Tracy Briggs is a former TV anchor/radio host currently working as a features writer and video host for Forum Communications.
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FARGO — Americans have been decorating Easter eggs the same way since the electric light bulb was in its infancy. It was 1880 when a druggist in Newark, N.J., created a way to dye Easter eggs using little tablets combined with water and vinegar.
FARGO — What do you suppose is the No. 1 question people ask The National Onion Association? (Besides of course, "Seriously, there's something called The National Onion Association?") The answer is: "How can I cut an onion without crying?" There seems to be about 2 million answers for that. That's the number that comes up when you plug that question into Google. Solutions range from "wear goggles" to "run water" to "keep a piece of bread in your mouth." (Carbs are the solution for everything, aren't they?)
FARGO — When you're talking about St. Patrick's Day cuisine, most likely the staples come to mind: corned beef and cabbage, Irish stew, Irish soda bread and, of course, green beer. But how often do you hear about dessert? Everyone knows the Irish are a fun-loving people so why wouldn't they enjoy something sweet after dinner? If you're looking for something sweet to serve your lads and lassies, here are five favorite recipes from "The Great Indoors with Tracy Briggs." Homemade Irish Cream
WEST FARGO — Justin Vega sits in the barber chair covered in a cloak looking both excited and a little nervous. "Are you ready for this?" asks Men's Hairhouse Stylist Destiny Ose. "As ready as I'll ever be," he replies. As tentative as Vega sounds, he says he's been looking forward to getting his hair cut after a long, two-year wait. The operations coordinator at Noridian Healthcare Solutions normally wears his hair closely cropped, but in 2016 he decided to grow it out to donate to charity.
FARGO — Last May, Bernie Erickson and David Hamilton's south Fargo neighbors must have thought they were a little bit crazy. The couple got decked out in parkas, poured themselves cosmopolitans and dangled their feet in their pool while telling a video camera all about their backyard. "Four months out of the year, this is a beautiful backyard oasis," Erickson tells the camera as it pans across the clear, blue water. "But we want to experience the oasis, full time, all the time, every day," Hamilton chimes in. Why confess all of this to the camera?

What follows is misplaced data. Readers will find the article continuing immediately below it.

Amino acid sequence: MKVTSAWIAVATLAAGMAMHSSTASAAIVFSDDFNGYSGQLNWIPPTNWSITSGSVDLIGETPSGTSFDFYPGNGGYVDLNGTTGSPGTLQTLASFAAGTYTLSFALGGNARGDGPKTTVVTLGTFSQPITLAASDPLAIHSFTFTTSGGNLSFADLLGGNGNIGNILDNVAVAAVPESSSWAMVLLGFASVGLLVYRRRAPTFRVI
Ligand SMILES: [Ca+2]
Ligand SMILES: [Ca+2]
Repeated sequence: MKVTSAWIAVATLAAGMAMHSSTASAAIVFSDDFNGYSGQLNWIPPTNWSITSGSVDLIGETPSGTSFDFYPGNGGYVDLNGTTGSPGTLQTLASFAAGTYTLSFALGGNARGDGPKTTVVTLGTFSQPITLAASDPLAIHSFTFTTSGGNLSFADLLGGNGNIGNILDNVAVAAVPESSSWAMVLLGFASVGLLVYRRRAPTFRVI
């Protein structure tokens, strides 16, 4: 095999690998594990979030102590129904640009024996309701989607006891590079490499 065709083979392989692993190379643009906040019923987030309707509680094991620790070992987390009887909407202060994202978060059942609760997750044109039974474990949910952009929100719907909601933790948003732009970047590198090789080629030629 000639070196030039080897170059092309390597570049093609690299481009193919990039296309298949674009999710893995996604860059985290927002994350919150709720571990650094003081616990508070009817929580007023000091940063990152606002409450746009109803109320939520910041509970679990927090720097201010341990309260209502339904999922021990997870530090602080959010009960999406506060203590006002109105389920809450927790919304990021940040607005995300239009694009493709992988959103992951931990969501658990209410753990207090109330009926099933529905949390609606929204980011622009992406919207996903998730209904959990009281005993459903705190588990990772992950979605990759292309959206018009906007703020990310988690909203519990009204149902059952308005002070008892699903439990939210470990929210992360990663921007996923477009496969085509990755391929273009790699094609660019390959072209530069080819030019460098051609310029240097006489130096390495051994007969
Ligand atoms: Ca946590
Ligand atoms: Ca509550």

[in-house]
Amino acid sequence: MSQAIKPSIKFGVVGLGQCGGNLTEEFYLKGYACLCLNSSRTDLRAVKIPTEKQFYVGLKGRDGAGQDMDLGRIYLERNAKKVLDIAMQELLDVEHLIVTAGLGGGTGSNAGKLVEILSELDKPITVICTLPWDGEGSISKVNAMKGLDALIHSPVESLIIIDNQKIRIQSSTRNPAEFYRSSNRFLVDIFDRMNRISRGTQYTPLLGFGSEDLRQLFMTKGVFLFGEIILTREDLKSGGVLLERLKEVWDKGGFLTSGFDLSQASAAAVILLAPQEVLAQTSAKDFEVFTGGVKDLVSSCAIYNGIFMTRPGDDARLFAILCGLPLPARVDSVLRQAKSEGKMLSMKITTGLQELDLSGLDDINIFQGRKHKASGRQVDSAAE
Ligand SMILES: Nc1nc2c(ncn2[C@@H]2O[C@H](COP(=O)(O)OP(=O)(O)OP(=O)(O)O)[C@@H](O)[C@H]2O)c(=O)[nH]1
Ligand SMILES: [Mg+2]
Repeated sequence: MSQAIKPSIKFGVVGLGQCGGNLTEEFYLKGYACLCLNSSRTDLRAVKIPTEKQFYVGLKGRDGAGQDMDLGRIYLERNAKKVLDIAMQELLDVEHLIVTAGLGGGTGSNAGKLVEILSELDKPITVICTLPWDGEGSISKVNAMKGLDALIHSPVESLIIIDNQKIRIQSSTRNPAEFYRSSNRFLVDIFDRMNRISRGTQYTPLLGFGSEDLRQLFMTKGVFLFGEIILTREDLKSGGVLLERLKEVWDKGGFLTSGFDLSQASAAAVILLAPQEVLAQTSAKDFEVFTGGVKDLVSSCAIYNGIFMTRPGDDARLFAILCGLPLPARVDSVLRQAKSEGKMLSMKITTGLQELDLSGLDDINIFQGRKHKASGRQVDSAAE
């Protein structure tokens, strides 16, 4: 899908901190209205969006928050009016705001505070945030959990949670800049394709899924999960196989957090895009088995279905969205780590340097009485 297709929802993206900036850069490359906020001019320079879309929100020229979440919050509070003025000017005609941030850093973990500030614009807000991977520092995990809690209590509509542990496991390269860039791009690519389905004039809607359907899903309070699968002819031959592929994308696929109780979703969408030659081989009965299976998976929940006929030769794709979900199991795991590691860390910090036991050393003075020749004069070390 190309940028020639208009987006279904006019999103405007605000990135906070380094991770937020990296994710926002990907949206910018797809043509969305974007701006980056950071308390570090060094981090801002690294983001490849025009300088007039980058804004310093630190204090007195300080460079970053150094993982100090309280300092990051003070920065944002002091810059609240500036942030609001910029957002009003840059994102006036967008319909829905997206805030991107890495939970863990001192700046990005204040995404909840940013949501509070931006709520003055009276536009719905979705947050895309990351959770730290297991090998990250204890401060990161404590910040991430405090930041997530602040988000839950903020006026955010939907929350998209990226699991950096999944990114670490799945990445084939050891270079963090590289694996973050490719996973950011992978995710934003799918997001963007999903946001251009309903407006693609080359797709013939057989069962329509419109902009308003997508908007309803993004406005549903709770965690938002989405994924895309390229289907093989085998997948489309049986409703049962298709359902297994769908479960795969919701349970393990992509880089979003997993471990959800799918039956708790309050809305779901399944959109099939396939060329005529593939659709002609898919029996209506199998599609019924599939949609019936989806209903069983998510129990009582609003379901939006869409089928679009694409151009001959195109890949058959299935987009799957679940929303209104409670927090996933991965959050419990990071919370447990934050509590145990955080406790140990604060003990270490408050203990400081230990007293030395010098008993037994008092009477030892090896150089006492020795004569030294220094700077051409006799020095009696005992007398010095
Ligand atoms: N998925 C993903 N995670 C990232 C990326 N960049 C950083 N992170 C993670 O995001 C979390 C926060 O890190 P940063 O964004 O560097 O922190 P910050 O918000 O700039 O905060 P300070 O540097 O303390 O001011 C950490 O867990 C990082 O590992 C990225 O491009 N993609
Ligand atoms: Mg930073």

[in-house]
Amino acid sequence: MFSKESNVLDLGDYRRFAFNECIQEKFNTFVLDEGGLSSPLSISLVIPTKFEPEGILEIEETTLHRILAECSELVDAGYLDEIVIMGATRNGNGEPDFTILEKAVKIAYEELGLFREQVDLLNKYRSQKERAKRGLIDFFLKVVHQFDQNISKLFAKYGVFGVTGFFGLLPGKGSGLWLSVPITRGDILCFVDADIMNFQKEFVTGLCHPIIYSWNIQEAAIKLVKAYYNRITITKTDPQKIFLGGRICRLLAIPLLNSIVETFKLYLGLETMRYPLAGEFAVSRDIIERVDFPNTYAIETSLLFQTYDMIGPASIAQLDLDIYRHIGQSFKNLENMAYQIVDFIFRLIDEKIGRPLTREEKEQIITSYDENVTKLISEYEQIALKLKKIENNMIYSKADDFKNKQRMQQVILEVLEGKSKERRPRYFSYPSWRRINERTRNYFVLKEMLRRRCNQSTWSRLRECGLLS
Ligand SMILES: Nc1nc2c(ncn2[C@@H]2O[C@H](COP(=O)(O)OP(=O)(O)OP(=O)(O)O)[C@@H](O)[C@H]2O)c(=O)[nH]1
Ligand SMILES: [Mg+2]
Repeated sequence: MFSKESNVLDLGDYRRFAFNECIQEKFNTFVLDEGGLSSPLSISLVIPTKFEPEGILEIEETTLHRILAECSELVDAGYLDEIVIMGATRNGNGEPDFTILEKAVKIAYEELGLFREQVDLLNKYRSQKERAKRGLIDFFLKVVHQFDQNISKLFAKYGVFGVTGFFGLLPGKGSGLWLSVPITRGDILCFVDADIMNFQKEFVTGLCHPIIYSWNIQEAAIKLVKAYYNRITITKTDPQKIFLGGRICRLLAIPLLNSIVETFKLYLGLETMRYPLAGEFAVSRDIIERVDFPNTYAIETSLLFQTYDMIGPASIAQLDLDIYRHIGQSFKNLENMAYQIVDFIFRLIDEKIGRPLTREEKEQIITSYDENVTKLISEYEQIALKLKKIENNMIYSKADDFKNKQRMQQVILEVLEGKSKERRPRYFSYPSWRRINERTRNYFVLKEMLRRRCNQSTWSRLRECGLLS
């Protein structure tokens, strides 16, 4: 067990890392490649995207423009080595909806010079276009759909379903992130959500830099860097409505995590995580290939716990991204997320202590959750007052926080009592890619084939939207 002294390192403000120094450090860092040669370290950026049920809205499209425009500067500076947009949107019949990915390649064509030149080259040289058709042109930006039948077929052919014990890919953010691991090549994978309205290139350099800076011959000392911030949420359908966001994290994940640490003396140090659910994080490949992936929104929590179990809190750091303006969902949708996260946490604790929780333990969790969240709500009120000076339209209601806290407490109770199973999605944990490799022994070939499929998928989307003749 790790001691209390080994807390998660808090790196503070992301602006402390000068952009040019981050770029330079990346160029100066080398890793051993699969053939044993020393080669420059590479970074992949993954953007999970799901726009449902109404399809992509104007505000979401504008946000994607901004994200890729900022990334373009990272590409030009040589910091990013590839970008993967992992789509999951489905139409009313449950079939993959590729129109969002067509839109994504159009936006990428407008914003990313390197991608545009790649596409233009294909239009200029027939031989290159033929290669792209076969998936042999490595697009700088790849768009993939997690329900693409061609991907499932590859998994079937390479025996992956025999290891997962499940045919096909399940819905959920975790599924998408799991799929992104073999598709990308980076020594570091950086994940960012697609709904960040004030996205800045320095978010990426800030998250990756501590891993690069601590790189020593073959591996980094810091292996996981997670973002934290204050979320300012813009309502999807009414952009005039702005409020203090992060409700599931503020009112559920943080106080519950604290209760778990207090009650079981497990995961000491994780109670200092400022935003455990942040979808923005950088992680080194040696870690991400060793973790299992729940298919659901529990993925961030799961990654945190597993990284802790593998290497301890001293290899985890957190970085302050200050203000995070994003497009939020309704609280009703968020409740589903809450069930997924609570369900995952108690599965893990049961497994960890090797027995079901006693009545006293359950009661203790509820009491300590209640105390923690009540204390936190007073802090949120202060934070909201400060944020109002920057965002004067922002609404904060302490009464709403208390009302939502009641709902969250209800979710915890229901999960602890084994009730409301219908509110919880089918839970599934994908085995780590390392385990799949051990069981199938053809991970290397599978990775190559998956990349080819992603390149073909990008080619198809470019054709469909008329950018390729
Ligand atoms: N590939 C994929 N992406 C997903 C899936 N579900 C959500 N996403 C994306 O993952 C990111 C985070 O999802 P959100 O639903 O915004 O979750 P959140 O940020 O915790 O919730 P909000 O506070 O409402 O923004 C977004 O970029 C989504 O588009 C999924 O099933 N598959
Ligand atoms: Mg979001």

FARGO — It's quiet on weekday mornings at First Congregational United Church of Christ in Fargo. Five people — four women and one man — sit quietly at a table drinking coffee, nibbling on cookies and talking the way only the best of friends do. "Bob is our one man. We'd like to get more, but no one else comes," says one woman. "Yeah, so I get stuck making the coffee," Bob replies. "But you're so good at it," replies another woman.
Let me start by saying, I'm proud to be from the Midwest. I'm sensitive to the comments about this being "flyover" country and always like to point out to whomever is listening that our region often ranks highest in the nation in many important areas like livability, job growth and graduation rates. We have a lot to brag about, but what I want to say to the people of my home region is this: "For the love of God, people, Jell-O is not real salad."
SEATTLE — When we called Melissa Schmalenberger, she was drinking a cup of tea, wrapped in a cozy blanket while gazing at the Seattle skyline from her new apartment. It was a relaxing morning in a new place — a far cry from the last few months. "This has been the most stressful four months of my life," she says as she begins to tell her story.
FARGO — Prairie Public TV will air "Inside Stories," the documentary based on the oral histories of eight North Dakota journalists at 8 p.m. on Monday, Jan. 29. "In the media environment we're in right now, it's really important to tell the story of the press and the real difference they actually make in people's lives and in their communities," said documentary producer Teri Finneman.
MOORHEAD, Minn. — In this part of the country, when you say the word "Viking," the image that might come to mind is of a blond, braided horn-wearing Norseman clad in purple and gold. To many Midwesterners, viking means Minnesota Viking, not the conquering Scandinavian warrior-adventurers of the 8th to 11th centuries. That is definitely the case after the NFL team's dramatic win over the New Orleans Saints on Jan. 14. After the "Minnesota Miracle," we are far more likely to think of Case Keenum and Stefon Diggs than Erik the Red or Leif Eriksson.